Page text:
This volume tells Churchill’s story from August 1945 through October 1951. During this time, Churchill traveled 55,000 miles, wrote more than 700 pieces of correspondence, delivered over 250 speeches, and authored nearly a dozen new articles as well as his memoirs of the Second World War. He lost the premiership to Clement Attlee of the Labour Party in 1945 and then won it back in 1951 at nearly seventy-seven years old. He holidayed in France, Italy, and Morocco, visited America twice, and campaigned against socialism throughout Great Britain. He delivered his famous speech in Fulton, Missouri, where he made reference to the “iron curtain” and explained the principles and strategy that led to victory in the Cold War. All the while, he strove to do what he could as Leader of the Opposition to unify Europe, strengthen Britain, and maintain a close and special relationship with the United States.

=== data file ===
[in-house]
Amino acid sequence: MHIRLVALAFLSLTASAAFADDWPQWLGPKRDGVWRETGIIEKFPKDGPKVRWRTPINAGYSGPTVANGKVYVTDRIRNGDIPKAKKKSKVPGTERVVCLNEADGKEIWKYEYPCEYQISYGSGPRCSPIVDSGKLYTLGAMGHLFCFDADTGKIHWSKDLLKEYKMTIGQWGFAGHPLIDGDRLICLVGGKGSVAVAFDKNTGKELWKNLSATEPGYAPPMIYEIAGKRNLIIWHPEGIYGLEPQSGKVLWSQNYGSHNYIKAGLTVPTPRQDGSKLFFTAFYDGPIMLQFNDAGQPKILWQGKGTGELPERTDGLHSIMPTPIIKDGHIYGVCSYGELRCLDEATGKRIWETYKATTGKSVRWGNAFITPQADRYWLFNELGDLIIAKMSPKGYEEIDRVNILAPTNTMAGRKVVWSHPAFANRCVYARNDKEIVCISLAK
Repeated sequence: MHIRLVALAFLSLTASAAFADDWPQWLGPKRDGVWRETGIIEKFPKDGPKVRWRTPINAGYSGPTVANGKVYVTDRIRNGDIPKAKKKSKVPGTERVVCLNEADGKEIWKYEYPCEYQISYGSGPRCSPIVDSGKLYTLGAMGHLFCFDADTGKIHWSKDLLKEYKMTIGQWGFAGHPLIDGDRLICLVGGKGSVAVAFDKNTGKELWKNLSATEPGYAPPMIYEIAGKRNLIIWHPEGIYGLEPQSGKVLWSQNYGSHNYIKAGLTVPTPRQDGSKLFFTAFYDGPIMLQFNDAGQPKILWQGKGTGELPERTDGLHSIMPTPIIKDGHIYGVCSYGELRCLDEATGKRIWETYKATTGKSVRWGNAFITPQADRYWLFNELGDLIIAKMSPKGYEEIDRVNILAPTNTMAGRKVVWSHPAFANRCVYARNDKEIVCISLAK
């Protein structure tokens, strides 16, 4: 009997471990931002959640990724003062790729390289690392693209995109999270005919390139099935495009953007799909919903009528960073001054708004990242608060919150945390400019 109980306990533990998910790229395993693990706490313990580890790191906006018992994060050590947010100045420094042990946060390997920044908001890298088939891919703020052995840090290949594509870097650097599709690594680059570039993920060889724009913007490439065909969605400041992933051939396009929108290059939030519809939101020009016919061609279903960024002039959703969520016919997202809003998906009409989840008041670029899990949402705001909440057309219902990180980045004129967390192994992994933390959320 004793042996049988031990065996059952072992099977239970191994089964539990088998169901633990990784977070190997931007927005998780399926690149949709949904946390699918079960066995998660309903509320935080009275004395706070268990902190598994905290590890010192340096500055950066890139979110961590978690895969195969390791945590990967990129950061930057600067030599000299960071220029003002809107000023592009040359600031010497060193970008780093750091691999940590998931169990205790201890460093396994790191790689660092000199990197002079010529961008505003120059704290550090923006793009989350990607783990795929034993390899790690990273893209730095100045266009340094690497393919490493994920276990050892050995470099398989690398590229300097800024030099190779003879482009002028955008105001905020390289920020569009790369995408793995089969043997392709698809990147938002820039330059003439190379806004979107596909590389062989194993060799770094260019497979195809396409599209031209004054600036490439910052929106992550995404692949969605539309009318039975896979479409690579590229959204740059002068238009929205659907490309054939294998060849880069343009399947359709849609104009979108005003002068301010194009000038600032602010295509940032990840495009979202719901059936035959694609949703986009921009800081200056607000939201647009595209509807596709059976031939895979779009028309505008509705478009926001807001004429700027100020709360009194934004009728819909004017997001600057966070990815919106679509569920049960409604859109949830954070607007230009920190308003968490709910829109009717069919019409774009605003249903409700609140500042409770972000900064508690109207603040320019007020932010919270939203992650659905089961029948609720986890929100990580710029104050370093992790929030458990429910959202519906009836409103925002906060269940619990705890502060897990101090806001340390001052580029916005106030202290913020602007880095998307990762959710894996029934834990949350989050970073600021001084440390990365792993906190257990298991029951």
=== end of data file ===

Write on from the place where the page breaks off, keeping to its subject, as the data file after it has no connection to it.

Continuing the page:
In the Preface to this volume, editor Larry P. Arnn summarizes the moving force behind Churchill’s tireless efforts: “As Leader of the Opposition he was guided by the same stars he had followed from his first days in politics. He had faith ‘that the universe is ruled by a Supreme Being and in fulfilment of a sublime moral purpose, according to which all our actions are judged.’ He had made a career out of the slogan ‘trust the people.’ They disappointed him many times, especially in 1945, or perhaps one would say he disappointed them. In any case, he kept his faith in them and his conviction that political authority must flow from and not to them. In his favored dichotomy, he wanted the people to own the government and not the government the people.”